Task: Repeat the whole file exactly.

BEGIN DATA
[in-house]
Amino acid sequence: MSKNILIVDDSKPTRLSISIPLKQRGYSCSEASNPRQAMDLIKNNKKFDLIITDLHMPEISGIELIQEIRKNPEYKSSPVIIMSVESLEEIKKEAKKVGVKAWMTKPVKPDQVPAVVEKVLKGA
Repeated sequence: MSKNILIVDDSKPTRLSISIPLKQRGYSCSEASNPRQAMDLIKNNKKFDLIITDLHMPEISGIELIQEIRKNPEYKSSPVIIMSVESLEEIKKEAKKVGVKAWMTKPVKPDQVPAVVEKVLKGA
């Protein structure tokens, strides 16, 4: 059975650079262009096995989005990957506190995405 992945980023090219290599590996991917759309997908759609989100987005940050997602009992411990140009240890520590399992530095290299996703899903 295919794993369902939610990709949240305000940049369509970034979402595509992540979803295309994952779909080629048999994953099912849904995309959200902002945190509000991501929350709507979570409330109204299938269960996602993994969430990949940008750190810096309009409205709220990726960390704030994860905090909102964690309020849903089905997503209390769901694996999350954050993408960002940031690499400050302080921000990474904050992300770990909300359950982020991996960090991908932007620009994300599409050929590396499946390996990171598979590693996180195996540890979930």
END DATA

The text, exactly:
[in-house]
Amino acid sequence: MSKNILIVDDSKPTRLSISIPLKQRGYSCSEASNPRQAMDLIKNNKKFDLIITDLHMPEISGIELIQEIRKNPEYKSSPVIIMSVESLEEIKKEAKKVGVKAWMTKPVKPDQVPAVVEKVLKGA
Repeated sequence: MSKNILIVDDSKPTRLSISIPLKQRGYSCSEASNPRQAMDLIKNNKKFDLIITDLHMPEISGIELIQEIRKNPEYKSSPVIIMSVESLEEIKKEAKKVGVKAWMTKPVKPDQVPAVVEKVLKGA
């Protein structure tokens, strides 16, 4: 059975650079262009096995989005990957506190995405 992945980023090219290599590996991917759309997908759609989100987005940050997602009992411990140009240890520590399992530095290299996703899903 295919794993369902939610990709949240305000940049369509970034979402595509992540979803295309994952779909080629048999994953099912849904995309959200902002945190509000991501929350709507979570409330109204299938269960996602993994969430990949940008750190810096309009409205709220990726960390704030994860905090909102964690309020849903089905997503209390769901694996999350954050993408960002940031690499400050302080921000990474904050992300770990909300359950982020991996960090991908932007620009994300599409050929590396499946390996990171598979590693996180195996540890979930």